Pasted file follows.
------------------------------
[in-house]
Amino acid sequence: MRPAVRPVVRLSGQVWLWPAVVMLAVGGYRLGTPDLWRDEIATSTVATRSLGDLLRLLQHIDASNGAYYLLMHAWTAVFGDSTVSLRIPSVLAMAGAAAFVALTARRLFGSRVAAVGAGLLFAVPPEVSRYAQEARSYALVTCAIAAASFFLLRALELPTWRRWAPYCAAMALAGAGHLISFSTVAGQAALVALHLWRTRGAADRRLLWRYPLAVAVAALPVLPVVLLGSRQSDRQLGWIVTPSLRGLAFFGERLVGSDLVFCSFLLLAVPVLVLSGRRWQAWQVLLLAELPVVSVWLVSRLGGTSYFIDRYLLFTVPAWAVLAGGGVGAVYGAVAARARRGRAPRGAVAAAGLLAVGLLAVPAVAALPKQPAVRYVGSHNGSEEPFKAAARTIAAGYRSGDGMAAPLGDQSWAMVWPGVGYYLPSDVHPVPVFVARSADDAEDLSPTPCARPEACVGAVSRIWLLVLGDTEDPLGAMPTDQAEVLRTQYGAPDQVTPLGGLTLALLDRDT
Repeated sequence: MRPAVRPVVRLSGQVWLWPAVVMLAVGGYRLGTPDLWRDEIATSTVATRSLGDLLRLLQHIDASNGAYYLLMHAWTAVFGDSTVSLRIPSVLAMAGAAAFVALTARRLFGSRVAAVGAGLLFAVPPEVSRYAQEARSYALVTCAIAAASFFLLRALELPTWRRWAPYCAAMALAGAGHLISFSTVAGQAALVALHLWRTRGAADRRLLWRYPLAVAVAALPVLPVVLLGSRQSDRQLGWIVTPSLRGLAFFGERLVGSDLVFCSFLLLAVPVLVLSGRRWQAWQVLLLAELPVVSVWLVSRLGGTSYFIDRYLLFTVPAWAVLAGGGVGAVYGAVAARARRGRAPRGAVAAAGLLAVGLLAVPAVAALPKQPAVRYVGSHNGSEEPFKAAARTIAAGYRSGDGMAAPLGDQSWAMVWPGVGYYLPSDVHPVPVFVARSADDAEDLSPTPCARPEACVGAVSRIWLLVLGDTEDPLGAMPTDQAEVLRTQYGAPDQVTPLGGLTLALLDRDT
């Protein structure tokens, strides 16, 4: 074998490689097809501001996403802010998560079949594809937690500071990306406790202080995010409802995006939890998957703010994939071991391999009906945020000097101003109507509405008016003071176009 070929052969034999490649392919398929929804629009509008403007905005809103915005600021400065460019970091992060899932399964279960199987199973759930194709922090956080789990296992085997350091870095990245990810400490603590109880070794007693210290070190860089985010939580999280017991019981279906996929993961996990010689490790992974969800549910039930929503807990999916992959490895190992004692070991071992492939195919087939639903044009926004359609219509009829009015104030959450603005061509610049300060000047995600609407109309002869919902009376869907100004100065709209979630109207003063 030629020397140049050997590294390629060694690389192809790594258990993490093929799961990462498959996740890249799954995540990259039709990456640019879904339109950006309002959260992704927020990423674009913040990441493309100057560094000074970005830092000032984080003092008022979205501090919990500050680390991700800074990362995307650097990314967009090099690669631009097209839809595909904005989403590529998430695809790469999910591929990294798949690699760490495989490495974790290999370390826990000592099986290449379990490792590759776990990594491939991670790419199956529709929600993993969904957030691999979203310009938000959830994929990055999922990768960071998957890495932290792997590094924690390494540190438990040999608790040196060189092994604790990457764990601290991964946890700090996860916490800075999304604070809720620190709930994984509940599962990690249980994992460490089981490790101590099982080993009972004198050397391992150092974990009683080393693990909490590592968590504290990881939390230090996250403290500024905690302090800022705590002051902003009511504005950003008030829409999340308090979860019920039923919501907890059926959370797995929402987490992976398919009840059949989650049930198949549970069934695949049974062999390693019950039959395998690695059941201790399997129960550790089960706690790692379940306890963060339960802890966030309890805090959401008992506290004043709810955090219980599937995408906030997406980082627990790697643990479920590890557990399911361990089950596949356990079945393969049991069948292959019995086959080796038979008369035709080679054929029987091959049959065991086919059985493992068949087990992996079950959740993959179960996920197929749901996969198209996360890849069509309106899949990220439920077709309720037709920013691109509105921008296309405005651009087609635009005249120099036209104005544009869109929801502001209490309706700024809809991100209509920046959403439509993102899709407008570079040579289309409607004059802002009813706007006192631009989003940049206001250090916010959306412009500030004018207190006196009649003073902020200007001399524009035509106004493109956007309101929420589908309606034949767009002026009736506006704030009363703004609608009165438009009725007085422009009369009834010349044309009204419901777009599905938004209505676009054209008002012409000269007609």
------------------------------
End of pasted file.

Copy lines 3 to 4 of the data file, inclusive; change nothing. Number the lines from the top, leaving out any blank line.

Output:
Repeated sequence: MRPAVRPVVRLSGQVWLWPAVVMLAVGGYRLGTPDLWRDEIATSTVATRSLGDLLRLLQHIDASNGAYYLLMHAWTAVFGDSTVSLRIPSVLAMAGAAAFVALTARRLFGSRVAAVGAGLLFAVPPEVSRYAQEARSYALVTCAIAAASFFLLRALELPTWRRWAPYCAAMALAGAGHLISFSTVAGQAALVALHLWRTRGAADRRLLWRYPLAVAVAALPVLPVVLLGSRQSDRQLGWIVTPSLRGLAFFGERLVGSDLVFCSFLLLAVPVLVLSGRRWQAWQVLLLAELPVVSVWLVSRLGGTSYFIDRYLLFTVPAWAVLAGGGVGAVYGAVAARARRGRAPRGAVAAAGLLAVGLLAVPAVAALPKQPAVRYVGSHNGSEEPFKAAARTIAAGYRSGDGMAAPLGDQSWAMVWPGVGYYLPSDVHPVPVFVARSADDAEDLSPTPCARPEACVGAVSRIWLLVLGDTEDPLGAMPTDQAEVLRTQYGAPDQVTPLGGLTLALLDRDT
């Protein structure tokens, strides 16, 4: 074998490689097809501001996403802010998560079949594809937690500071990306406790202080995010409802995006939890998957703010994939071991391999009906945020000097101003109507509405008016003071176009 070929052969034999490649392919398929929804629009509008403007905005809103915005600021400065460019970091992060899932399964279960199987199973759930194709922090956080789990296992085997350091870095990245990810400490603590109880070794007693210290070190860089985010939580999280017991019981279906996929993961996990010689490790992974969800549910039930929503807990999916992959490895190992004692070991071992492939195919087939639903044009926004359609219509009829009015104030959450603005061509610049300060000047995600609407109309002869919902009376869907100004100065709209979630109207003063 030629020397140049050997590294390629060694690389192809790594258990993490093929799961990462498959996740890249799954995540990259039709990456640019879904339109950006309002959260992704927020990423674009913040990441493309100057560094000074970005830092000032984080003092008022979205501090919990500050680390991700800074990362995307650097990314967009090099690669631009097209839809595909904005989403590529998430695809790469999910591929990294798949690699760490495989490495974790290999370390826990000592099986290449379990490792590759776990990594491939991670790419199956529709929600993993969904957030691999979203310009938000959830994929990055999922990768960071998957890495932290792997590094924690390494540190438990040999608790040196060189092994604790990457764990601290991964946890700090996860916490800075999304604070809720620190709930994984509940599962990690249980994992460490089981490790101590099982080993009972004198050397391992150092974990009683080393693990909490590592968590504290990881939390230090996250403290500024905690302090800022705590002051902003009511504005950003008030829409999340308090979860019920039923919501907890059926959370797995929402987490992976398919009840059949989650049930198949549970069934695949049974062999390693019950039959395998690695059941201790399997129960550790089960706690790692379940306890963060339960802890966030309890805090959401008992506290004043709810955090219980599937995408906030997406980082627990790697643990479920590890557990399911361990089950596949356990079945393969049991069948292959019995086959080796038979008369035709080679054929029987091959049959065991086919059985493992068949087990992996079950959740993959179960996920197929749901996969198209996360890849069509309106899949990220439920077709309720037709920013691109509105921008296309405005651009087609635009005249120099036209104005544009869109929801502001209490309706700024809809991100209509920046959403439509993102899709407008570079040579289309409607004059802002009813706007006192631009989003940049206001250090916010959306412009500030004018207190006196009649003073902020200007001399524009035509106004493109956007309101929420589908309606034949767009002026009736506006704030009363703004609608009165438009009725007085422009009369009834010349044309009204419901777009599905938004209505676009054209008002012409000269007609």